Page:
Caliban and the WitchJakartametoden and Handels: Maktelitens Skola all go a very long way towards explaining how capitalism as we know it came to be and how its current norms and structure are maintained. Project Censored’s State of the Free Press 2022 is reportage often aimed at critiquing those norms and structure and, if you want to stretch the conceit, ancient Rome is where we like to start the story of Europe, and it is Europe from which springs everything else the other selections touch on. (Temples of the Sky is the odd one out, a niche hobby read.)

Whether this trend is due to the natural progression of my interests, the years I’ve now spent absorbed in financial reports, the turbulent times we live in, or some other constellation of factors, who can say. Regardless, it continued straight away into 2022 with Debt.

I’m not lucid enough a thinker to provide a pat nutshell summary of my own, so I’ll lift the one on the book’s page:

[Debt] explores the historical relationship of debt with social institutions such as barter, marriage, friendship, slavery, law, religion, war and government; in short, much of the fabric of human life in society. It draws on the history and anthropology of a number of civilizations, large and small, from the first known records of debt from Sumer, in 3500 BC until the present.

And then the one from the back of the book itself:

Before there was money, there was debt. For more than 5,000 years, since the beginnings of the first agrarian empires, humans have used elaborate credit systems to buy and sell goods—that is, long before the invention of coins or cash. It is in this era that we also first encounter a society divided into debtors and creditors—which lives on in full force to this day.

So says anthropologist David Graeber in a stunning reversal of conventional wisdom. He shows that arguments about debt and debt forgiveness have been at the center of political debates from Renaissance Italy to Imperial China, as well as sparking innumerable insurrections. He also brilliantly demonstrates that the language of the ancient works of law and religion (words like “guilt,” “sin,” and “redemption”) derive in large part from ancient debates about debt, and shape even our most basic ideas of right and wrong.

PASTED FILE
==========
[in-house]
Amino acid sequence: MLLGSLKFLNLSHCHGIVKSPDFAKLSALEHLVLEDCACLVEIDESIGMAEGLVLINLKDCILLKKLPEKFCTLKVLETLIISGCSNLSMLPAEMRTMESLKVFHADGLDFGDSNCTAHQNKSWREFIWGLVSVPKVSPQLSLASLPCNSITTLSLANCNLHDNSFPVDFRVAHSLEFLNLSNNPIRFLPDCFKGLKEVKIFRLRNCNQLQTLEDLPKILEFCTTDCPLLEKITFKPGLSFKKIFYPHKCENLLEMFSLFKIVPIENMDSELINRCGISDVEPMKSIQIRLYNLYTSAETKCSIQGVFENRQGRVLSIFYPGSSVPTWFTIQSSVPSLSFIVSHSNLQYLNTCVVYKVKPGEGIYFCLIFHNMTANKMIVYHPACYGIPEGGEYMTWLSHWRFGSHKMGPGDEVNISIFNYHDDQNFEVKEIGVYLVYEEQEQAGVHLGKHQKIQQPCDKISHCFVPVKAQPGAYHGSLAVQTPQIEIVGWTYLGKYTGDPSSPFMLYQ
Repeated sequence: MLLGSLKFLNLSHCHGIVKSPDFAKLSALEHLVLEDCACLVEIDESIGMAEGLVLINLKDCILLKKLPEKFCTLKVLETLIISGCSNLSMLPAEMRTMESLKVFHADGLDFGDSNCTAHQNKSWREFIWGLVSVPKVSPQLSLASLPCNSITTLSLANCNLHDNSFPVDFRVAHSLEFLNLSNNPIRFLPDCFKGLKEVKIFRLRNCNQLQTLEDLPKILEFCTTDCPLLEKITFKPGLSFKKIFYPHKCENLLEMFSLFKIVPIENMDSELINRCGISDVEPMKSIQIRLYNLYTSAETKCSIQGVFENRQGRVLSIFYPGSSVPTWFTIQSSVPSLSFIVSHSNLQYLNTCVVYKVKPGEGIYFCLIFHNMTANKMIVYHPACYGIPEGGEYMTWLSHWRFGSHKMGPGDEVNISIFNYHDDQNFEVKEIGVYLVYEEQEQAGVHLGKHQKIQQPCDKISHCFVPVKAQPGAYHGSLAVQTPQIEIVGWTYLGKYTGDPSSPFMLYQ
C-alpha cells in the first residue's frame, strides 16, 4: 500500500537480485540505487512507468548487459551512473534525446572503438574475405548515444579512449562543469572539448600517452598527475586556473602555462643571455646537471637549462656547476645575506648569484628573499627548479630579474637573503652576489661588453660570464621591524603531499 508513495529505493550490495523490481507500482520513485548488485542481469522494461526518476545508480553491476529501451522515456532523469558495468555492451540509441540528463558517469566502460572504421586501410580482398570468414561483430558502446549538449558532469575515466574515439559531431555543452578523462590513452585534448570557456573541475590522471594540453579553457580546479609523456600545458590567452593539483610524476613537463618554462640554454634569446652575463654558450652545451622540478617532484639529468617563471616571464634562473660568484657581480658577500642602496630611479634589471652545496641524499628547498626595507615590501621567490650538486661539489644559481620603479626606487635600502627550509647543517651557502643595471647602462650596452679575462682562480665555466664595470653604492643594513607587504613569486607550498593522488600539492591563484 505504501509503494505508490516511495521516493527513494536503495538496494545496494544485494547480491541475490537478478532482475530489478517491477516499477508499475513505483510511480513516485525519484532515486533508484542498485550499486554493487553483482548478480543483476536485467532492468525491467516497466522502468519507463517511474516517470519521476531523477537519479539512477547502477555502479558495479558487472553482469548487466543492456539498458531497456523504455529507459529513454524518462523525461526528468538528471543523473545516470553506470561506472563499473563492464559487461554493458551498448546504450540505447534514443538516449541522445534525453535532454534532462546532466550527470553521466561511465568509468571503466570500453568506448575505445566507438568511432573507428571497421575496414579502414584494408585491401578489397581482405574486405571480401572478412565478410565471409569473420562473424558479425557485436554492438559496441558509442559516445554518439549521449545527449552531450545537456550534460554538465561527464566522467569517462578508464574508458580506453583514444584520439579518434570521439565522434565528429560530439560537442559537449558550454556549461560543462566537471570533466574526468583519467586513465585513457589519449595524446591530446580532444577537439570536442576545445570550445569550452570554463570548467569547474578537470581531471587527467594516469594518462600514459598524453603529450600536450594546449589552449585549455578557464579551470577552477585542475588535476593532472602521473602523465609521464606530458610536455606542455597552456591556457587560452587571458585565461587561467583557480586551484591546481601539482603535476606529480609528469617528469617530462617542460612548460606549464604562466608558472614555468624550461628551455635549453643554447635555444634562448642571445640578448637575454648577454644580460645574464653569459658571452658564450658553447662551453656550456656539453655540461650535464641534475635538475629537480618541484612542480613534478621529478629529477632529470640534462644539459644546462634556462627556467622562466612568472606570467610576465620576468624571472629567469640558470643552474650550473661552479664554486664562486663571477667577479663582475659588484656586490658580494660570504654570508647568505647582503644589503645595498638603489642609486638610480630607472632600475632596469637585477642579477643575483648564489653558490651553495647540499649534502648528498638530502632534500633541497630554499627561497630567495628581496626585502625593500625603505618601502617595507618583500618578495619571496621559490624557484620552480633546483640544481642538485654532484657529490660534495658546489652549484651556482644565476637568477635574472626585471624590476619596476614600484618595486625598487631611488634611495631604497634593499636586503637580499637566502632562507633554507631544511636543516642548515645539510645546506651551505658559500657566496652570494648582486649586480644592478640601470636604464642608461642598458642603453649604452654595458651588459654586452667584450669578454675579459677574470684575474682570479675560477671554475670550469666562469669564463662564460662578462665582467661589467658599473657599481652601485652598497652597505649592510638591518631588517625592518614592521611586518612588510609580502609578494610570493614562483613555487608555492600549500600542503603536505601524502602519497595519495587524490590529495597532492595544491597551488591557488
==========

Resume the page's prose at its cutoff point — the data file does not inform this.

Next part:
We are still fighting these battles today.

This is the best kind of nonfiction: written by a knowledgeable academic for a lay audience without insulting their intelligence or devolving into jargon and obscure terminology, with a heaping helping of works cited at the end.

In many ways, this is the less crackpot-y, more grounded and more academic answer to Sacred Economics, which I read a few years ago and which helped keep me oriented in Debt. A lot of what Eisenstein describes as “gifts” seems to overlap with what Graeber describes as the favors that, with the advent of currency, turn into debt. Neither of them mention each other, however. Both books came out in 2011*, so I’m not sure whether it’s Graeber or Eisenstein who should be referring to the other. (Graeber might have felt that Eisenstein wasn’t nearly academically rigorous enough to cite and too out-there to be worth engaging with otherwise, and I can’t say I would have blamed him.) They definitely draw from at least a few of the same sources, such as Marcel Mauss.

I expect I will end up re-reading it later in the year, as it’s so dense with information and argumentation that there’s no way you can absorb it all at once. (Maybe you can. I can’t.) For now, time to give my brain a bit of a break.

*I think. It’s hard to tell, precisely, with Sacred Economics beyond “before 2012.”